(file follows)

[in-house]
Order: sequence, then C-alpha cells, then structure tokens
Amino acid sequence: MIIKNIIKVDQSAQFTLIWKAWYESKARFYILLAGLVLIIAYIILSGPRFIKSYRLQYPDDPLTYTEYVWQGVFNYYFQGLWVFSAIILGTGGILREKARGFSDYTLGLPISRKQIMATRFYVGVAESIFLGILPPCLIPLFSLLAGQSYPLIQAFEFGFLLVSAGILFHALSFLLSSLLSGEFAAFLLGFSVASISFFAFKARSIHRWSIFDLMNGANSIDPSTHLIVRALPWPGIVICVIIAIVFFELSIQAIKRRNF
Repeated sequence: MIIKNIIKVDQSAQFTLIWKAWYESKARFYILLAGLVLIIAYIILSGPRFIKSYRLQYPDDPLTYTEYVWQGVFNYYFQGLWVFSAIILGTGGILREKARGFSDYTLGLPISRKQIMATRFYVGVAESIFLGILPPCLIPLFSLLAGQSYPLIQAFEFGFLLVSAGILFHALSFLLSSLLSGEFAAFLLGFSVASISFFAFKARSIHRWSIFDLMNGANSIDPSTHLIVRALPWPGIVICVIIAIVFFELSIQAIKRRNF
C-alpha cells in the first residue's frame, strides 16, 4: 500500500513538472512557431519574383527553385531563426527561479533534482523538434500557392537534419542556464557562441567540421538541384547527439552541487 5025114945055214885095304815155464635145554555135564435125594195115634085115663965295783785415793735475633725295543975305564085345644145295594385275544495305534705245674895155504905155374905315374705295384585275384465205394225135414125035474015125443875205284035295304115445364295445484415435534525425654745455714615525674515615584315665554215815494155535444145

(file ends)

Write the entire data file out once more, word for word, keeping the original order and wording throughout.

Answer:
[in-house]
Order: sequence, then C-alpha cells, then structure tokens
Amino acid sequence: MIIKNIIKVDQSAQFTLIWKAWYESKARFYILLAGLVLIIAYIILSGPRFIKSYRLQYPDDPLTYTEYVWQGVFNYYFQGLWVFSAIILGTGGILREKARGFSDYTLGLPISRKQIMATRFYVGVAESIFLGILPPCLIPLFSLLAGQSYPLIQAFEFGFLLVSAGILFHALSFLLSSLLSGEFAAFLLGFSVASISFFAFKARSIHRWSIFDLMNGANSIDPSTHLIVRALPWPGIVICVIIAIVFFELSIQAIKRRNF
Repeated sequence: MIIKNIIKVDQSAQFTLIWKAWYESKARFYILLAGLVLIIAYIILSGPRFIKSYRLQYPDDPLTYTEYVWQGVFNYYFQGLWVFSAIILGTGGILREKARGFSDYTLGLPISRKQIMATRFYVGVAESIFLGILPPCLIPLFSLLAGQSYPLIQAFEFGFLLVSAGILFHALSFLLSSLLSGEFAAFLLGFSVASISFFAFKARSIHRWSIFDLMNGANSIDPSTHLIVRALPWPGIVICVIIAIVFFELSIQAIKRRNF
C-alpha cells in the first residue's frame, strides 16, 4: 500500500513538472512557431519574383527553385531563426527561479533534482523538434500557392537534419542556464557562441567540421538541384547527439552541487 5025114945055214885095304815155464635145554555135564435125594195115634085115663965295783785415793735475633725295543975305564085345644145295594385275544495305534705245674895155504905155374905315374705295384585275384465205394225135414125035474015125443875205284035295304115445364295445484415435534525425654745455714615525674515615584315665554215815494155535444145